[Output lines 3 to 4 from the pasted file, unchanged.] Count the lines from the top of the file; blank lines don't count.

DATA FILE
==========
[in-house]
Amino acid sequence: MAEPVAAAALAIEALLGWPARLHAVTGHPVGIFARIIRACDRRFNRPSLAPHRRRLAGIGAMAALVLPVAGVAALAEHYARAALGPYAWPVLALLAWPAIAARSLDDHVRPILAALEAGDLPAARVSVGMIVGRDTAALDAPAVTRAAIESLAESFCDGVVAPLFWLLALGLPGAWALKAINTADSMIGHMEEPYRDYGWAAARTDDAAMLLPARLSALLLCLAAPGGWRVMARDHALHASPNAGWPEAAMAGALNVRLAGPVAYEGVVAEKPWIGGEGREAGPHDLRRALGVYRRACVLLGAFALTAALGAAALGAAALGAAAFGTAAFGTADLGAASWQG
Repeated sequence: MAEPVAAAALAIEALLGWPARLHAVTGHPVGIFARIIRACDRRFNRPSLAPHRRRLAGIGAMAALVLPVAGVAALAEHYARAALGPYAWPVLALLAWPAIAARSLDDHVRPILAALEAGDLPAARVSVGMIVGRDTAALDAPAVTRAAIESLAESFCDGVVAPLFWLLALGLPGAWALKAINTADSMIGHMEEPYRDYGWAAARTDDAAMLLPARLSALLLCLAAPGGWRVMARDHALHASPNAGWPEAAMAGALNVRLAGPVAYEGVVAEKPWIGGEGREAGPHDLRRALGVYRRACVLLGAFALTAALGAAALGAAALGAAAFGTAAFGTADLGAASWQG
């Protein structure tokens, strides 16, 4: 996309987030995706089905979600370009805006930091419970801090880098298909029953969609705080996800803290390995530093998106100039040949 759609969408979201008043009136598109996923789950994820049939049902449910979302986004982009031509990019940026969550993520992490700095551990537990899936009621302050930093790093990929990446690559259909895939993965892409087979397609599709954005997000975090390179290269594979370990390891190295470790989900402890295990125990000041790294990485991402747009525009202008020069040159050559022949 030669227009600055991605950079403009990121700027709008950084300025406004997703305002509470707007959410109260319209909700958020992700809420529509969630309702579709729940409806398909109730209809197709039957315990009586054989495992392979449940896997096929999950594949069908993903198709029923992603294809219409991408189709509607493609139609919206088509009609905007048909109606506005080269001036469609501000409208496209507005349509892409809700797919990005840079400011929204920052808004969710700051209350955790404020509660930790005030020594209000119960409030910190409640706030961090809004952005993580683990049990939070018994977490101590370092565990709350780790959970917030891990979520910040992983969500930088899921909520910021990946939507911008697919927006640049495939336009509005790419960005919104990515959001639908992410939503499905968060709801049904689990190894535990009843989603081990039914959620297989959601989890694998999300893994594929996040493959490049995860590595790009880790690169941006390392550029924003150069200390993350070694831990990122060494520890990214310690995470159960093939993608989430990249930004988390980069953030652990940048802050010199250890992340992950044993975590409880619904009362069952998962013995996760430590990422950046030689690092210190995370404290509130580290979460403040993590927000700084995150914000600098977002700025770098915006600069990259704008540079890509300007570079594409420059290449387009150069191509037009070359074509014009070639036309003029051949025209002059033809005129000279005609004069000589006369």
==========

Repeated sequence: MAEPVAAAALAIEALLGWPARLHAVTGHPVGIFARIIRACDRRFNRPSLAPHRRRLAGIGAMAALVLPVAGVAALAEHYARAALGPYAWPVLALLAWPAIAARSLDDHVRPILAALEAGDLPAARVSVGMIVGRDTAALDAPAVTRAAIESLAESFCDGVVAPLFWLLALGLPGAWALKAINTADSMIGHMEEPYRDYGWAAARTDDAAMLLPARLSALLLCLAAPGGWRVMARDHALHASPNAGWPEAAMAGALNVRLAGPVAYEGVVAEKPWIGGEGREAGPHDLRRALGVYRRACVLLGAFALTAALGAAALGAAALGAAAFGTAAFGTADLGAASWQG
């Protein structure tokens, strides 16, 4: 996309987030995706089905979600370009805006930091419970801090880098298909029953969609705080996800803290390995530093998106100039040949 759609969408979201008043009136598109996923789950994820049939049902449910979302986004982009031509990019940026969550993520992490700095551990537990899936009621302050930093790093990929990446690559259909895939993965892409087979397609599709954005997000975090390179290269594979370990390891190295470790989900402890295990125990000041790294990485991402747009525009202008020069040159050559022949 030669227009600055991605950079403009990121700027709008950084300025406004997703305002509470707007959410109260319209909700958020992700809420529509969630309702579709729940409806398909109730209809197709039957315990009586054989495992392979449940896997096929999950594949069908993903198709029923992603294809219409991408189709509607493609139609919206088509009609905007048909109606506005080269001036469609501000409208496209507005349509892409809700797919990005840079400011929204920052808004969710700051209350955790404020509660930790005030020594209000119960409030910190409640706030961090809004952005993580683990049990939070018994977490101590370092565990709350780790959970917030891990979520910040992983969500930088899921909520910021990946939507911008697919927006640049495939336009509005790419960005919104990515959001639908992410939503499905968060709801049904689990190894535990009843989603081990039914959620297989959601989890694998999300893994594929996040493959490049995860590595790009880790690169941006390392550029924003150069200390993350070694831990990122060494520890990214310690995470159960093939993608989430990249930004988390980069953030652990940048802050010199250890992340992950044993975590409880619904009362069952998962013995996760430590990422950046030689690092210190995370404290509130580290979460403040993590927000700084995150914000600098977002700025770098915006600069990259704008540079890509300007570079594409420059290449387009150069191509037009070359074509014009070639036309003029051949025209002059033809005129000279005609004069000589006369």